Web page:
Hathor, which means mansion of Horus, is an Egyptian goddess who personifies the principles of joy, feminine love, and motherhood. She is in many ways a representation of the feminine, of feminine energy in its sublimated form.
The goddess Hathor was the wife of Horus and was at times seen as the daughter or mother of the sun-god Ra. In her relation to Ra and her relation to Horus, it becomes clear that she is a sun goddess. She was also referred to as the “mistress of the west”, the place in which the sun goes to sleep or the home of the sun. Many of her characteristics and attributes are associated with the sun: she literally has a “sunny” personality, bringing joy to the houses of those who worship her, which explains her popularity throughout Egypt.
Hathor is often associated with another cow goddess, “Bat”, and the two of them co-existed for a while, until the symbology of the goddess “Bat” was absorbed by Hathor. From that point on, the goddess Hathor also represented and influenced the solar personality (the Egyptian “Ba” meaning personality, the aspect of ourselves that differentiates us from others), helping people assume and express their true selves. She helps us look on the bright side of life and see the beauty in the world and every living being. She helps us pierce the ugliness and uncover the beauty underneath by opening our hearts to unconditional love.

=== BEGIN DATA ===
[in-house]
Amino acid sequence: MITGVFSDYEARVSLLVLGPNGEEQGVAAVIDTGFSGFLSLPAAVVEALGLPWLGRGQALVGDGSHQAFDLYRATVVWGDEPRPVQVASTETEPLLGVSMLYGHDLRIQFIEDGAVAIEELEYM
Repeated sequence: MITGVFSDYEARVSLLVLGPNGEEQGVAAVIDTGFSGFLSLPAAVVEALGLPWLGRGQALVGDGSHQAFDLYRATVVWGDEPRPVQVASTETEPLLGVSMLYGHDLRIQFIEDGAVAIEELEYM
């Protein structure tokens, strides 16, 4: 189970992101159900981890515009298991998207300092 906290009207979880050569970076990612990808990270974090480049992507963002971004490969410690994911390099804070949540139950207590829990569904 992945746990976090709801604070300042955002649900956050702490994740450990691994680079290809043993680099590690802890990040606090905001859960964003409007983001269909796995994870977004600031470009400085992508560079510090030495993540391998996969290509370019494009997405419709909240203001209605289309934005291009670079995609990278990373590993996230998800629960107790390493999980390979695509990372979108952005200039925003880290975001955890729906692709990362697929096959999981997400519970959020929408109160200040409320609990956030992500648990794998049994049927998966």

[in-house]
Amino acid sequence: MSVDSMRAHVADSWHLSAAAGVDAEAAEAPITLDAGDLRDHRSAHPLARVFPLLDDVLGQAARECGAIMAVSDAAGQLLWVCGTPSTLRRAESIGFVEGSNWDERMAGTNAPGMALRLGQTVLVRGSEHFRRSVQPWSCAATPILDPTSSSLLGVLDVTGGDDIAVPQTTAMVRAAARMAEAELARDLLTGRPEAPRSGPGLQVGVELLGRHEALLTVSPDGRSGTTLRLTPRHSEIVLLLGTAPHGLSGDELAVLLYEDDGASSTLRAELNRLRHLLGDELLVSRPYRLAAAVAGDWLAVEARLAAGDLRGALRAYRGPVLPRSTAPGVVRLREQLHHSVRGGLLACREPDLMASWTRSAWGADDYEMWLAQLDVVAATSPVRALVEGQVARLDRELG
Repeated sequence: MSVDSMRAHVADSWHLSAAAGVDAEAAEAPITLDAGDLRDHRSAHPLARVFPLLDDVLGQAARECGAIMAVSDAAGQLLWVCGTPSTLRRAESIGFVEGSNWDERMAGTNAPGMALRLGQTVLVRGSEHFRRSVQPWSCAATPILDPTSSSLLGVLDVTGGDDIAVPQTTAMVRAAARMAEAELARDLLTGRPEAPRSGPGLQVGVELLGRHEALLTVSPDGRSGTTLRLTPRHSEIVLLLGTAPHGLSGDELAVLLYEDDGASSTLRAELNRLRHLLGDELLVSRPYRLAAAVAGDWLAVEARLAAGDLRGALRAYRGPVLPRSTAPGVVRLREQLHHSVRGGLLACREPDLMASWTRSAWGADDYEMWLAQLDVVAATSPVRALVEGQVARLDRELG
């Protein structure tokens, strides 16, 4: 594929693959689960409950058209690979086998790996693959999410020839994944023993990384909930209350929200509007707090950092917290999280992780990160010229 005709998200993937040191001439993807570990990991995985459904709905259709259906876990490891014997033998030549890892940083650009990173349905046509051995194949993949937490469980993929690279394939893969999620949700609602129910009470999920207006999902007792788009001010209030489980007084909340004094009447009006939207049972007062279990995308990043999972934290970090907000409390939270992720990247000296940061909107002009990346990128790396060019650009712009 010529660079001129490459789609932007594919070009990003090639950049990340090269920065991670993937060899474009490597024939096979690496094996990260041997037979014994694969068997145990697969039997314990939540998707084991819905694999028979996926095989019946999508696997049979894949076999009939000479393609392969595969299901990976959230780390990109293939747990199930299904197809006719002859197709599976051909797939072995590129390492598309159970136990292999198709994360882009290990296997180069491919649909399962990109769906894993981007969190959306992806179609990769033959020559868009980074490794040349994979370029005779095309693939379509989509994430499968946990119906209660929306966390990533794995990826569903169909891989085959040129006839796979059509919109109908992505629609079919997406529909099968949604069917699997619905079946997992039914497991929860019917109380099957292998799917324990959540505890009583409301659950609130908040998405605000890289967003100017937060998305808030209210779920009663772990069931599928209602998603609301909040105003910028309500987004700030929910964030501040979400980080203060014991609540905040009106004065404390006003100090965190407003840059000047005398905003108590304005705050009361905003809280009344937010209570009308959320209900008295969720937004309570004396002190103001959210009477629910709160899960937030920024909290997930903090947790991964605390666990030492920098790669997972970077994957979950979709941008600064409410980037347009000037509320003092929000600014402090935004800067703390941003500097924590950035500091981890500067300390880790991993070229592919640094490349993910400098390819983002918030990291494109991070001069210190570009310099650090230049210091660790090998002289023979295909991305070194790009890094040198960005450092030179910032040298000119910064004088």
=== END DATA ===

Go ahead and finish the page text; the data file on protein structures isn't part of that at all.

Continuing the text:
She is represented as a woman (often with cow ears) wearing horns and a solar disk on her head or as a cow with a solar disk (and sometimes the Egyptian cobra) on its head. The cow represents the sacred mother and the cow’s milk symbolises the abundance of mother’s milk and fertility, but it also refers to Hathor as a sky goddess: the milky way was seen as the path, or sky river, along which the sun bark travelled in the sky.
As a “sublime” feminine goddess, she brings feminine energy in its purest form into the world, in the form of beauty (the kind of beauty that flows from natural harmony and divine inspiration), unconditional love and fertility. As a fertility goddess she is also associated with the practice of sacred sexuality between partners that experience unconditional love and she was thought to assist women during childbirth.
Hathor was seen as the patroness of musicians and artists and priests and priestesses of Hathor used to practise music and dance, which were considered to be sacred arts, in her honour. Because of her association with the sun, Hathor was also seen as the patroness of gold miners. Gold was considered a “sacred” metal in many ancient cultures, as it symbolised solidified sunlight and one of the polarities of our existence.
Hathor is also the name of higher-dimensional beings that carry the same energy frequency as the goddess Hathor and that are called “Hathors” as a group. These light beings, or energy beings, are healing energies that harmonise dissonant energy fields through the use of sound frequencies or vibration and the application of sacred geometry. They often assist light workers or healers in their work, even without them knowing it consciously.
- The sun disk and all representations of the sun
- Menat necklace
- Papyrus (because of her association with the Nile River and with art and creativity)
- Sistrum (Egyptian musical instrument in the shape of an Ankh)
- Yellow precious stones and metals such as citrine, amber and gold
Hathor’s main cult centre was in Dendera, in Upper Egypt.